So I find myself a month or so away from exiting as CAST (co)-coordinator. I can’t believe it’s been nearly three years. I’m hoping that the effort I put in over those three years leads to the continued efforts of CAST. I’m really hopeful for the future of CAST. I’ve been really impressed with the past two FDW’s and our Tuesday’s this semester. I hope that those who are able to attend agree that the meetings are not your typical committee meeting. They’re part PD (in a good way), part sharing, part meet and greet and really a lot of productive fun. I feel that CAST has accomplished a lot and is chipping away at creating a culture of collaboration and learning from ourselves and one another. We’ll have elections in the next few week. I see great things ahead with our new (or perhaps old) co-coordinators. CAST is a wholly faculty driven entity. We were the innovators with respect to PD. We will continue to do so as long as we continue to have investment from all of you. We’re thinking of ways to get more people involved virtually. Keep an eye out. Thanks for making it this far.
4 thoughts on “Reflections on CAST Innovation Week and other musings from the exiting CAST coordinator”
Chris, CASTACTIVITES is in its first year. There will be growth if you continue with the project. I would also agree with you that timing was a problem, plan better next year. Among other things, this is an excellent opportunity for non-tenureds to present their projects which is good for them and increases collegiality.
Another problem with timing… Cast has some excellent workshops but there are too many. Once a week is exhausting! Remember when the Johns first resurrected this committee they had the occasional Friday all day workshop and they invited ALL CCC. These were VERY well attended.
I would also like to remind you that there is a lot of apathy with the faculty because of actions taken by current administration. If, outside of class, work is no longer fulfilling, why spend time away from your families? Finally, HWC has had a baby boom. I can think of 10 HWC children under the age of 5 which means people are really very busy!
So don’t be a Debbie Downer. You did good work, Cast will continue to do good work and our students will continue to have awesome teachers.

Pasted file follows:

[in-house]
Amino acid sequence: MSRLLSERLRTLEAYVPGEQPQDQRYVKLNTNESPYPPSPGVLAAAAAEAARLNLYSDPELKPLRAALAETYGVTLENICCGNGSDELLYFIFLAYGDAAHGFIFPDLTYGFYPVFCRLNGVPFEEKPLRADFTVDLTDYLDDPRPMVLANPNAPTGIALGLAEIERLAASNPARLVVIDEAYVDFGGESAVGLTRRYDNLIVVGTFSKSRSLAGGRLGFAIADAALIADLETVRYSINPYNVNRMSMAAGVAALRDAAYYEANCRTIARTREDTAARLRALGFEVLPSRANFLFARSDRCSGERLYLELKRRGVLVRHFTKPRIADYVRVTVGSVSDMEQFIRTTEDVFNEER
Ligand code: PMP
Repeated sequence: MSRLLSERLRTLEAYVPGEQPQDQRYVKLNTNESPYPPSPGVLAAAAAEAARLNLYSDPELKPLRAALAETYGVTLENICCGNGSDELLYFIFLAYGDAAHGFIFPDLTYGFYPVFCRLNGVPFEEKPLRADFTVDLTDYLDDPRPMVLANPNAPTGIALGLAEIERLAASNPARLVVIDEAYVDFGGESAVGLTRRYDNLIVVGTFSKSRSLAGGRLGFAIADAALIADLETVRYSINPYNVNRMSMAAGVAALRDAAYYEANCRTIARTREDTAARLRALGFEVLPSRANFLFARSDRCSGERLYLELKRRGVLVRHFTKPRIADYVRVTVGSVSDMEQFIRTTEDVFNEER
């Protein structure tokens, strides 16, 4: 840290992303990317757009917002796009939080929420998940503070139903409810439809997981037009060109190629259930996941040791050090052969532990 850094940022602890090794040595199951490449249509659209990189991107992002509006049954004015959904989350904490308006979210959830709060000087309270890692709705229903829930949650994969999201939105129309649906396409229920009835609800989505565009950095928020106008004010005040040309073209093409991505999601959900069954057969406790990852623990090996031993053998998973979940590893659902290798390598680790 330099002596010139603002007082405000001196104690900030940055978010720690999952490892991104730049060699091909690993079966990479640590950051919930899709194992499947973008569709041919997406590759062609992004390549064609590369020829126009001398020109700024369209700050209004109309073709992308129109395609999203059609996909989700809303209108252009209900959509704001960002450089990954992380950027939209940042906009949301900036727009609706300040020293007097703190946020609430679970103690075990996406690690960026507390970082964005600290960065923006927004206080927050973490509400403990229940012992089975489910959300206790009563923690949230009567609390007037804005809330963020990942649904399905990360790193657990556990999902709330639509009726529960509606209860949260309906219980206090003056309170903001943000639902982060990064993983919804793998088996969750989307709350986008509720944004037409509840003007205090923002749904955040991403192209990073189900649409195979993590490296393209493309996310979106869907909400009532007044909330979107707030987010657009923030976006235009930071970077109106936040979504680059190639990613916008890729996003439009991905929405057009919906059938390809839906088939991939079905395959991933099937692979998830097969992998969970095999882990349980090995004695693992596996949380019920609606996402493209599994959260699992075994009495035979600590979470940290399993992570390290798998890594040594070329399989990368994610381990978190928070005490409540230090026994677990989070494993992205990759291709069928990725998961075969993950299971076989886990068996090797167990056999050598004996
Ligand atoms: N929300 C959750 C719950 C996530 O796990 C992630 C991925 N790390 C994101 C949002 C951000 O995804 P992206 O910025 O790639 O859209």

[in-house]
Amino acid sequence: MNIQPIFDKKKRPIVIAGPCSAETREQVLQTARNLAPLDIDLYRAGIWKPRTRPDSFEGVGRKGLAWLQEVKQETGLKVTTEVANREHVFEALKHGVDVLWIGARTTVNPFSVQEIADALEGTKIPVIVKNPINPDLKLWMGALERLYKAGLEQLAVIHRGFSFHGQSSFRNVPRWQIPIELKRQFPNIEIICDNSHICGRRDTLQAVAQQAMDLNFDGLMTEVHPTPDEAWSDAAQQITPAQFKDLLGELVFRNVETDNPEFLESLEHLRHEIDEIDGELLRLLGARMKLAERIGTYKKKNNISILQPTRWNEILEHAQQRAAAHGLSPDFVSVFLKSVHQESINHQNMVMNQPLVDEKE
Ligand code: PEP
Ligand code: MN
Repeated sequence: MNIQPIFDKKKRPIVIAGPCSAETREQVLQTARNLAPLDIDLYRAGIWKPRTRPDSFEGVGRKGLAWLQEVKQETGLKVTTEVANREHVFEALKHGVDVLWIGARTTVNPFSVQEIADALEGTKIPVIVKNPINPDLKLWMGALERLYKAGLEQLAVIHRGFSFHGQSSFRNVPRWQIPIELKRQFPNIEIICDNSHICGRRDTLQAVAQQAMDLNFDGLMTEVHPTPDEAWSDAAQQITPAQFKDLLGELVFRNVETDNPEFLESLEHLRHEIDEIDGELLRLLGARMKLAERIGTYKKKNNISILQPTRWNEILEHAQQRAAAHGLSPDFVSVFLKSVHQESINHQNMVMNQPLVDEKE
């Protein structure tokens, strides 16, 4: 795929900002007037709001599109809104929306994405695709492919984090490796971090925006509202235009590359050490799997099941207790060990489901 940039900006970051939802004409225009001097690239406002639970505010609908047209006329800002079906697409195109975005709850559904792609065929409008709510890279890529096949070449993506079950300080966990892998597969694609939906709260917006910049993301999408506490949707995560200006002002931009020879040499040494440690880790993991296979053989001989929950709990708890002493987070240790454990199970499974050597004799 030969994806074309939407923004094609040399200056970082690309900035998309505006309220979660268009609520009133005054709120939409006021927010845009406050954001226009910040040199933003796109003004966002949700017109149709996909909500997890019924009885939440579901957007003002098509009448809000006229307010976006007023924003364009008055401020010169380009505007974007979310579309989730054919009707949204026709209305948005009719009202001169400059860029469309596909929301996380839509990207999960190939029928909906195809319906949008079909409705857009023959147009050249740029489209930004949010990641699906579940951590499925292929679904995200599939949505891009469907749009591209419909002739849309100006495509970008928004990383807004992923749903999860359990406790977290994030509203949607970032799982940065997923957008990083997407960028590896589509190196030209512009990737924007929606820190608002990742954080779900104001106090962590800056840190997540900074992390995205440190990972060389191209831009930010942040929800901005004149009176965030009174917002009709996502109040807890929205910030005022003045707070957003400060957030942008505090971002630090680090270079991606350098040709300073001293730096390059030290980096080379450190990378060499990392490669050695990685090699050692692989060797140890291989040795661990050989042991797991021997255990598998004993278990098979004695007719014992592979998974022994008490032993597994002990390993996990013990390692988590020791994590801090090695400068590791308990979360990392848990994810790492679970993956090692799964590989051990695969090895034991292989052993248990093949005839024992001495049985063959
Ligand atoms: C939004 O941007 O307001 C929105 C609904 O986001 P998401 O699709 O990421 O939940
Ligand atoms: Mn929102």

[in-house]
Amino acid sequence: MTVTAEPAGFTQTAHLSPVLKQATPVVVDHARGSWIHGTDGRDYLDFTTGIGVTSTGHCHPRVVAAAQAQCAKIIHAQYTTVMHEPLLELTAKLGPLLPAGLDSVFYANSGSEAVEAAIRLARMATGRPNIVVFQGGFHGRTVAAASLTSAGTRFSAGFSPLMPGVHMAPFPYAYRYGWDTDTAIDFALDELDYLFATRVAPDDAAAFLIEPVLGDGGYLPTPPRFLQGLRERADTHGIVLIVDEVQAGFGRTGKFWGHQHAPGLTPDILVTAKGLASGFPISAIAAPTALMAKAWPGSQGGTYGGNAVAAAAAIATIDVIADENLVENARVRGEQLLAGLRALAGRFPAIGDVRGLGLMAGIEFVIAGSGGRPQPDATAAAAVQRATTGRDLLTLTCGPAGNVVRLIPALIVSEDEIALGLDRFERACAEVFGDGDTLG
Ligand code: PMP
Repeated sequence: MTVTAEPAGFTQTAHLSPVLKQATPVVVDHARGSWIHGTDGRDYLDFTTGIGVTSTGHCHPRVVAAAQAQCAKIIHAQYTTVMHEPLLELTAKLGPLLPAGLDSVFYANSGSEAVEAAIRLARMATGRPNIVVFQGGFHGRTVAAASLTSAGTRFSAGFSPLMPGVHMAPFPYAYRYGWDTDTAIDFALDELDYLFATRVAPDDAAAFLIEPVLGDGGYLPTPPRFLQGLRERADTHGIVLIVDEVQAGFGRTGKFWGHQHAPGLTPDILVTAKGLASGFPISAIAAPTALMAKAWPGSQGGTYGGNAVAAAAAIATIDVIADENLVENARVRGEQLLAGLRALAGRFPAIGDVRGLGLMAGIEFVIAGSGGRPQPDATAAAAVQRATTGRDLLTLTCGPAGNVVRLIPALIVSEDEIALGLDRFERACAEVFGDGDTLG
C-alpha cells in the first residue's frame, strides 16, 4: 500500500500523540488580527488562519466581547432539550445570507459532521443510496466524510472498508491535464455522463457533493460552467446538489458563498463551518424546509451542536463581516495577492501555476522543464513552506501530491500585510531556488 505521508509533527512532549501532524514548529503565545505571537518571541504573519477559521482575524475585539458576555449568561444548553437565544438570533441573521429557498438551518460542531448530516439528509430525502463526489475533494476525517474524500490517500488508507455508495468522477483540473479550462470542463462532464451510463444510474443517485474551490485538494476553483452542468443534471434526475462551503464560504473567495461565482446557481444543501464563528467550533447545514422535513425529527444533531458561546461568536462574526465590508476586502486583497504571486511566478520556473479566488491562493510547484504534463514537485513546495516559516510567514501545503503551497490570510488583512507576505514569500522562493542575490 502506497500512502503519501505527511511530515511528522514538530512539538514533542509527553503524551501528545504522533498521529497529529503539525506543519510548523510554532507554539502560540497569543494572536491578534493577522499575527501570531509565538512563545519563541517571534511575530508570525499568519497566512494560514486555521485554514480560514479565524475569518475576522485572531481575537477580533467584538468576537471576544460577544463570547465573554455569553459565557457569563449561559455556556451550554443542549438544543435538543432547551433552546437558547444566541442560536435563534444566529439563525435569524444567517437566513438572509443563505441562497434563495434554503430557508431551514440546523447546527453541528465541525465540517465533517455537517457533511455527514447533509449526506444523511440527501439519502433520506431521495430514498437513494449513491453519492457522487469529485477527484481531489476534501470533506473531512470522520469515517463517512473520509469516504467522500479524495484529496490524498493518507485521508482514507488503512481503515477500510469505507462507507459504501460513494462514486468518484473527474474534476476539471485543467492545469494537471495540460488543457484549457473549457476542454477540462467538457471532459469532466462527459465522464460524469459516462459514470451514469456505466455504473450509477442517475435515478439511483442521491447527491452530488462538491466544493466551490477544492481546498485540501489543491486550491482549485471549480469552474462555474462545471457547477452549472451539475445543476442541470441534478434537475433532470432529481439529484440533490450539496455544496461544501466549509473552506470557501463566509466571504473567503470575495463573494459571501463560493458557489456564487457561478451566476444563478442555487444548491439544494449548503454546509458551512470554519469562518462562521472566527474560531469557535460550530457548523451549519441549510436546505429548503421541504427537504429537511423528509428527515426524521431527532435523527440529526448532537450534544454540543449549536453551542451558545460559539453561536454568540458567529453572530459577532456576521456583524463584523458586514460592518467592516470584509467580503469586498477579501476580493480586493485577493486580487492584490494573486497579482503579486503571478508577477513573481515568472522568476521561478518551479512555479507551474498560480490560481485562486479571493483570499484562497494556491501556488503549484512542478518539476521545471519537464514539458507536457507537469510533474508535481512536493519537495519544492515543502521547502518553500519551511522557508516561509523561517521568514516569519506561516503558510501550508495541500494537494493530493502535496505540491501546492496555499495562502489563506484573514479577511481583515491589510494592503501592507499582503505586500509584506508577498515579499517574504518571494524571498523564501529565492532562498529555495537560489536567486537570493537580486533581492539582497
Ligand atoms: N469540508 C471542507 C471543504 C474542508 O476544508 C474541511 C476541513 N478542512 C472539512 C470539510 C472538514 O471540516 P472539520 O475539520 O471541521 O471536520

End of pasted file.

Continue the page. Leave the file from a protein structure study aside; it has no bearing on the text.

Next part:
Chris, thank you for your reflection on the CAST Innovation Week, reading it helped me organize my own thoughts and feeling on the subject of faculty development.
I agree with a previous comment – it was a NEW event during a busy time. Perhaps a quick survey is in order to see how many activities faculty attended and whether they would be interested in attending more next year and plan accordingly. View it as a pilot experiment.
I’ve attended two sessions, more would mean a significant change to my regular schedule and I was not willing to do that for a number of reasons, some already mentioned by you and Busy Bee.
• small kids,
• already volunteered a lot of my time lately for various HWC activities
• prefer a self-driven professional development
• prefer very small groups (2-3 people) for professional development
• prefer reflective communication on teaching philosophies, struggles and successes (which do not always fall in the category of innovations)
Call me selfish but I am extremely satisfied with the POGIL session where I was the only attendee, I got the exact information I needed and all my questions were answered (Thank you, Samar!) I was already thinking along the lines of that approach and, during the session, realized that I am reinventing the wheel. The same week I’ve introduced POGIL in two out of three classes I teach and passed the information to a colleague who is planning to try it out this week. What can be a better CAST Innovation Week success story?!
The only think I regret is not attending the morning coffee and cookies sessions … 😦
Chris, don’t we always complain that district makes us work to pilot something new, and if they don’t see great success the first time, they scrap it and make us start all over on something else? Don’t do that here! We need to use this experience, build on it, modify it, learn from it, and do it better next time! To be honest, I agree with Busy Bee, there are just too many PD sessions all the time. I find myself thinking, “I should stop by CAST today. Oh, wait, I have 800 million things to do, I’ll go next week.” Follow the law of supply and demand – if we have fewer options, demand for particular options will go up! It’s hard to get people to take on more responsibility and engage in more activities. We’ve talked before about bringing back the Thursday afternoon activity period (which probably isn’t feasible given we’re at practically full capacity enrollment), but even then, a lot of folks would look at it as, “Yay! Thursdays off!” Remember the first couple of FDWs that were poorly attended? With new leadership and Jenny’s hard work, it built up. You took over and continued to build it up, and it has become something that people want to volunteer for and want to attend. The same will happen here. I know you are stepping down, but you’ve left a great foundation for the next CAST leader to build upon.
The heck with poor attendance. The heck with seeing the glass half empty.
The CAST glass is half full thanks to the great cast of faculty that have made contributions.
Perhaps a TED-style recording of these presentations is in order for faculty who were teaching and could not attend.